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I want to ask if there is a slick way to prove:

$$\sum_{j=0}^n{(-1)^j{{n}\choose{j}}\left(1-\frac{j}{n}\right)^n}=\frac{n!}{n^n}$$

Edit:

I know Yuval has given a proof, but that one is not direct. I am requesting for a direct algebraic proof of this identity.

Thanks.

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6 Answers 6

up vote 7 down vote accepted

Start with

$$\sum_{j=0}^{n} (-1)^j \binom{n}{j} (1+x)^{n-j} = x^n$$

which follows readily from the binomial theorem.

Now differentiate, and multiply by $\displaystyle (1+x)$. Repeat this $\displaystyle n$ times and set $\displaystyle x = 0$.

Notice that the constant term of the resulting polynomial on the right side is $\displaystyle n!$.

You can prove by induction that the lowest degree of $\displaystyle x$ that appears on the right side after $\displaystyle k$ steps ($0 \lt \displaystyle k \le n$) is $\displaystyle x^{n-k}$ and has the coefficient $\displaystyle n(n-1)\dots(n-k+1)$.

This gives us the set of identities

$$\sum_{j=0}^{n} (-1)^j \binom{n}{j} (n-j)^{k} = 0, \ \ 0 \le k \lt n$$

$$\sum_{j=0}^{n} (-1)^j \binom{n}{j} (n-j)^{n} = n!$$

I also seem to recollect there was a proof involving $\displaystyle \log x$, I will update this answer later if I remember it.

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have you found the $log x$ proof, maybe it is even easier and more direct? –  Qiang Li Jan 25 '11 at 20:25
    
@Qiang: I believe it involves stirling numbers. See the first few lines of this answer here: math.stackexchange.com/questions/4317/… and start with $\log x$ and apply $D_x$ to it $n$ times. –  Aryabhata Jan 25 '11 at 20:32
    
@Qiang: I don't think what I said in the earlier comments works, though, but using $D_x$ on the right function was the idea. I still don't remember though. Sorry. –  Aryabhata Jan 26 '11 at 17:33
    
See my answer. Was this the function you were thinking of? It is the exponential generating function for the Stirling numbers of the second kind. –  Mike Spivey Jan 28 '11 at 6:12

This is inclusion-exclusion for counting the number of onto maps from $n$ to $n$.

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you meant {1,2,...,n} to {1,2,...,n} onto maps? correct, a good way to identify this! –  Qiang Li Jan 24 '11 at 4:29

Lemma: Let $f(j) = \sum_{k=0}^n f_k j^k$ be a degree $n$ polynomial. I claim that $\sum_{j=0}^{n} (-1)^j \binom{n}{j} f(j) = n! f_n$.

Proof: For any polynomial $g$, define $\Delta(g)$ to be the polynomial $\Delta(g)(j) = g(j) - g(j+1)$. Observe that, if $g$ is a polynomial with leading term $a x^d + \cdots$, then $\Delta(g)$ is a polynomial with leading term $-d a x^{d-1} + \cdots$. In particular, if $f$ is as in the statement of the lemma, then $\Delta^n(f)$ is the constant $(-1)^n n! f_n$. The sum in question is $\Delta^n(f)$ evaluated at $0$. QED

Now, apply the lemma to $f(j) = (1-j/n)^n$.

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This answer is similar to Moron's but I think is somewhat simpler. Expand $(e^x-1)^n$ using the binomial theorem to obtain $$(e^x-1)^n = \sum_{j=0}^n (-1)^{n-j} \binom{n}{j} e^{jx}.$$ Differentiate both sides $n$ times. Every term on the left-hand side will contain an $e^x-1$ factor except for an $n!e^{nx}$ term, and the right side will be $$\sum_{j=0}^n (-1)^{n-j} \binom{n}{j} j^n e^{jx}.$$ Then substitute $x = 0$ to obtain $$n! = \sum_{j=0}^n (-1)^{n-j} \binom{n}{j} j^n.$$ Reindex the sum and divide by $n^n$.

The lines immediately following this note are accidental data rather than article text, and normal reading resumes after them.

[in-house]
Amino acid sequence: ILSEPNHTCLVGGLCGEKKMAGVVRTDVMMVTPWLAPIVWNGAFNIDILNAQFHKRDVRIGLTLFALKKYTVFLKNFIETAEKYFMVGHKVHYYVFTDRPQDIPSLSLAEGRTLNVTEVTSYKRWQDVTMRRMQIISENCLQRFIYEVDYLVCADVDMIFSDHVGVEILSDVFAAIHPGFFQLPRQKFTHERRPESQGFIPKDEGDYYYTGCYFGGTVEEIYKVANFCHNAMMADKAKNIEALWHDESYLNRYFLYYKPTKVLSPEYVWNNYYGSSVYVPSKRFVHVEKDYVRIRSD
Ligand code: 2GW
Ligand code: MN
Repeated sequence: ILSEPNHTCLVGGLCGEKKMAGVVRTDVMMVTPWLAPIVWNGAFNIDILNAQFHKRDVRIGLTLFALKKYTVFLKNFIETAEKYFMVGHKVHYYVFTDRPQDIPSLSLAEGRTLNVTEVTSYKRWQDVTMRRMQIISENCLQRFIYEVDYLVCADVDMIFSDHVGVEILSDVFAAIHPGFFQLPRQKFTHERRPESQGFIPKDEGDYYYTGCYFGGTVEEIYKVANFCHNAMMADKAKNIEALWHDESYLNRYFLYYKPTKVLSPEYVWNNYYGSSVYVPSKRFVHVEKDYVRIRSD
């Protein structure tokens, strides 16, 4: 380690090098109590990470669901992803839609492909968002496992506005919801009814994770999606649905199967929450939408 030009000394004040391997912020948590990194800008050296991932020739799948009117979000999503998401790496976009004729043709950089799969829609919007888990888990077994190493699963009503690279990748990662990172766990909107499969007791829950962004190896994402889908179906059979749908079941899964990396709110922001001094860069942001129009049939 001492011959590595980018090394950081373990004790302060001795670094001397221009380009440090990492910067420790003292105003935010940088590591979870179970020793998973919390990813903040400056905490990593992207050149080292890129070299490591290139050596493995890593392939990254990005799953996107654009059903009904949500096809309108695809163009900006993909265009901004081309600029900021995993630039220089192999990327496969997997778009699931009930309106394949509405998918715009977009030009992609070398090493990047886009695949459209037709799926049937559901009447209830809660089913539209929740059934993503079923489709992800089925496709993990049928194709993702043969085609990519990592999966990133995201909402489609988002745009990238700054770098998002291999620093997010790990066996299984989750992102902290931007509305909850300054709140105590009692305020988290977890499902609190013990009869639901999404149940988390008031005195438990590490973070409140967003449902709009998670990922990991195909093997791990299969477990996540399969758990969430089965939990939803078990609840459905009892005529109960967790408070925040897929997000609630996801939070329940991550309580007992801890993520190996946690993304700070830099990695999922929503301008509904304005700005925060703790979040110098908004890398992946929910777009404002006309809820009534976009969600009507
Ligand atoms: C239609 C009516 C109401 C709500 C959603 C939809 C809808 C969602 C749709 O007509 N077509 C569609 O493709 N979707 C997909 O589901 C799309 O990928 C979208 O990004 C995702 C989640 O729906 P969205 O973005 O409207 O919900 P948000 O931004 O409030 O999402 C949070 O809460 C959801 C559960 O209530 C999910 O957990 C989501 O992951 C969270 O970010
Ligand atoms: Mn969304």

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No. This wasn't it. +1, though :-) –  Aryabhata Jan 28 '11 at 7:03
    
@Moron: Now I'm really curious what it was! Something involving derivatives, Stirling numbers, and the $\log$ function, huh? –  Mike Spivey Jan 28 '11 at 19:29
    
Yes, something like that. I wish I remembered. It could have been similar to your answer though. Sorry, for leaving this hanging... –  Aryabhata Jan 28 '11 at 20:07
1  
@Moron: No apologies necessary! Trying to construct an answer within those parameters gives me another fun challenge to think about. :) –  Mike Spivey Jan 28 '11 at 21:14

The result follows immediately if you know the Stirling Numbers of the second kind, and it's combinatoric meaning. Not an algebraic proof, though.

Update:

In table 4 of these Combinatorial Identities it is stated an identity that -I believe- is equivalent to yours:

$ \displaystyle \sum_{k=0}^n (-1)^k {n \choose k} k^j = (-1)^n n!$

if $j=n$, (zero otherwise). And it just say that this is a "Statement of Euler's finite difference theorem". I don't know what this means, and I would like to know.

Update 2:

Indeed, the identity follows from the formula of the n-th finite difference, taking the function $f(x)=x^j$

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It seems that Moron answered my last question while I was editing –  leonbloy Jan 24 '11 at 18:46

Let n be fixed , and

f(x) = (x-n)^n

The standard result in finite difference state that if f is a polynomial of degree n , then

Δ^n(f) = n!

Now , the lhs of the given identity is exactly (1/n^n)Δ^n(f)(0) , and the result follows. Q.E.D.

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1  
Did you read David Speyer's answer? –  Aryabhata Jan 27 '11 at 3:45

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